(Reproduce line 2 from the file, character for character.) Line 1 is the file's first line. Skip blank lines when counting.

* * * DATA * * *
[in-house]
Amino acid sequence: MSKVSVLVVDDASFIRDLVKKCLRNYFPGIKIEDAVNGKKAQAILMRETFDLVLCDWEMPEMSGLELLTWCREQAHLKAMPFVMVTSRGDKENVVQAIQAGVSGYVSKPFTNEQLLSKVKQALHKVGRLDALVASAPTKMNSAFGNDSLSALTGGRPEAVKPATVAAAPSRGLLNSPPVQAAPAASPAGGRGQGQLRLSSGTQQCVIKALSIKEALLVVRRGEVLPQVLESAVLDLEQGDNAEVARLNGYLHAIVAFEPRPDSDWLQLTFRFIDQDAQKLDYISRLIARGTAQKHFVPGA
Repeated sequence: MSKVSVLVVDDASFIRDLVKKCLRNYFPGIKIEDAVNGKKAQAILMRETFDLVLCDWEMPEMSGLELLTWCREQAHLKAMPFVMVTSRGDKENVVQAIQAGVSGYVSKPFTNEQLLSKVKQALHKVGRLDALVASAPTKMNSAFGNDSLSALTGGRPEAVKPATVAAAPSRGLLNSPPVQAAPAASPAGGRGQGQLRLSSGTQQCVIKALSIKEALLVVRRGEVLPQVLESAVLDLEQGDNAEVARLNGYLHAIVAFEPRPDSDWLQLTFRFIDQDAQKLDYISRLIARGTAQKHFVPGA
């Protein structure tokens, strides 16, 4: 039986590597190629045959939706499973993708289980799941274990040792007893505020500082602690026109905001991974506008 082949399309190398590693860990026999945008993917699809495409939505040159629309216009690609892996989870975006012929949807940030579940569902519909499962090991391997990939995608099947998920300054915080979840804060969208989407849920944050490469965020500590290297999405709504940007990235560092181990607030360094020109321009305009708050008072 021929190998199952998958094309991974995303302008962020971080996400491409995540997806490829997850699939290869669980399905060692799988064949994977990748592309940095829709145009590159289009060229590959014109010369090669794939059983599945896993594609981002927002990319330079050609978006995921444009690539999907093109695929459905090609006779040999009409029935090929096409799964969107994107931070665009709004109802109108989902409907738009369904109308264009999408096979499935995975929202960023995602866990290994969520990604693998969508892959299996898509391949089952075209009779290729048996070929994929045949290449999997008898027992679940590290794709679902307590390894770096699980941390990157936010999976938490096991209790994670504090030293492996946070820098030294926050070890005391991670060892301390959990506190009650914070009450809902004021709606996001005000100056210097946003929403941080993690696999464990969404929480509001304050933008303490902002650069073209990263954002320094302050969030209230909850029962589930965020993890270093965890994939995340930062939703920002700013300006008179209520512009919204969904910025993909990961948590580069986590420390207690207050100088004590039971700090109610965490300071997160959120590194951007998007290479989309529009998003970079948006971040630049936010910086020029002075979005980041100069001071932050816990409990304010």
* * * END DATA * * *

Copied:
Amino acid sequence: MSKVSVLVVDDASFIRDLVKKCLRNYFPGIKIEDAVNGKKAQAILMRETFDLVLCDWEMPEMSGLELLTWCREQAHLKAMPFVMVTSRGDKENVVQAIQAGVSGYVSKPFTNEQLLSKVKQALHKVGRLDALVASAPTKMNSAFGNDSLSALTGGRPEAVKPATVAAAPSRGLLNSPPVQAAPAASPAGGRGQGQLRLSSGTQQCVIKALSIKEALLVVRRGEVLPQVLESAVLDLEQGDNAEVARLNGYLHAIVAFEPRPDSDWLQLTFRFIDQDAQKLDYISRLIARGTAQKHFVPGA